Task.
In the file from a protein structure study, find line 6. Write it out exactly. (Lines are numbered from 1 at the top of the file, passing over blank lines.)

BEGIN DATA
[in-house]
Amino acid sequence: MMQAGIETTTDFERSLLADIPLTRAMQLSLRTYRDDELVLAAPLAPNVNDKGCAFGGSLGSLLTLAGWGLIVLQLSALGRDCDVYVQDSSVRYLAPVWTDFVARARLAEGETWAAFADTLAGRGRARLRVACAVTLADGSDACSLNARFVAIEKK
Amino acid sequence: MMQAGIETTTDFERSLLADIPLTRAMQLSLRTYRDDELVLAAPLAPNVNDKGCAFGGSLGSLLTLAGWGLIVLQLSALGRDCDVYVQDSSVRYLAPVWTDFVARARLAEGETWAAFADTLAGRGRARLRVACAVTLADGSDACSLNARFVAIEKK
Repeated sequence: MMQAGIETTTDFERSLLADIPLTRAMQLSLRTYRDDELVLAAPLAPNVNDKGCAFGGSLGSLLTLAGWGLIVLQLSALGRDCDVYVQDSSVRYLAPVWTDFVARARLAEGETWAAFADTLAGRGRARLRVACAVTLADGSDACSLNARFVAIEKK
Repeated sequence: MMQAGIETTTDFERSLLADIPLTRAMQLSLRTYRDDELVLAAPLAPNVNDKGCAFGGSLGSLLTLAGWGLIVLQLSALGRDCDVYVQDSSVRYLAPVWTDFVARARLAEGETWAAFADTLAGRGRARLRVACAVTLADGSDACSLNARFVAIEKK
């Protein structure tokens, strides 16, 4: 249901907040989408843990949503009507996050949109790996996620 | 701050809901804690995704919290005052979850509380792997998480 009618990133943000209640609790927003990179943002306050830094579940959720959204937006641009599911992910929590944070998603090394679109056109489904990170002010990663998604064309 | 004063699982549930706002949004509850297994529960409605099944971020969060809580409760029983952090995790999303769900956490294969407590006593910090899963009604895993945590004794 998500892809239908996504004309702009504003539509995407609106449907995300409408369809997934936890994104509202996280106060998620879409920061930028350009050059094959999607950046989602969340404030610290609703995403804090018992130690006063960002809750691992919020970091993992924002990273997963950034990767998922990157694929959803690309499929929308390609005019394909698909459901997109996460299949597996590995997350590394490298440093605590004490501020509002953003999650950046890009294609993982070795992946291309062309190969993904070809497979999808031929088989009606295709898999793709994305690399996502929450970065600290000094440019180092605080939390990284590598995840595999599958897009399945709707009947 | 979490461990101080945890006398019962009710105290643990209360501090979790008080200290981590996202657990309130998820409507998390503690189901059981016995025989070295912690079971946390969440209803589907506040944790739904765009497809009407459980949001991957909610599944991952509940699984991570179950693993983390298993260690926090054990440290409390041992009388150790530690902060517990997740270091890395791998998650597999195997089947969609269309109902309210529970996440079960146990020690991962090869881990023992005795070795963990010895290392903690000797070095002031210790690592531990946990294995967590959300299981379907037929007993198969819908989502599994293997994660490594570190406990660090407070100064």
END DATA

């Protein structure tokens, strides 16, 4: 249901907040989408843990949503009507996050949109790996996620 | 701050809901804690995704919290005052979850509380792997998480 009618990133943000209640609790927003990179943002306050830094579940959720959204937006641009599911992910929590944070998603090394679109056109489904990170002010990663998604064309 | 004063699982549930706002949004509850297994529960409605099944971020969060809580409760029983952090995790999303769900956490294969407590006593910090899963009604895993945590004794 998500892809239908996504004309702009504003539509995407609106449907995300409408369809997934936890994104509202996280106060998620879409920061930028350009050059094959999607950046989602969340404030610290609703995403804090018992130690006063960002809750691992919020970091993992924002990273997963950034990767998922990157694929959803690309499929929308390609005019394909698909459901997109996460299949597996590995997350590394490298440093605590004490501020509002953003999650950046890009294609993982070795992946291309062309190969993904070809497979999808031929088989009606295709898999793709994305690399996502929450970065600290000094440019180092605080939390990284590598995840595999599958897009399945709707009947 | 979490461990101080945890006398019962009710105290643990209360501090979790008080200290981590996202657990309130998820409507998390503690189901059981016995025989070295912690079971946390969440209803589907506040944790739904765009497809009407459980949001991957909610599944991952509940699984991570179950693993983390298993260690926090054990440290409390041992009388150790530690902060517990997740270091890395791998998650597999195997089947969609269309109902309210529970996440079960146990020690991962090869881990023992005795070795963990010895290392903690000797070095002031210790690592531990946990294995967590959300299981379907037929007993198969819908989502599994293997994660490594570190406990660090407070100064």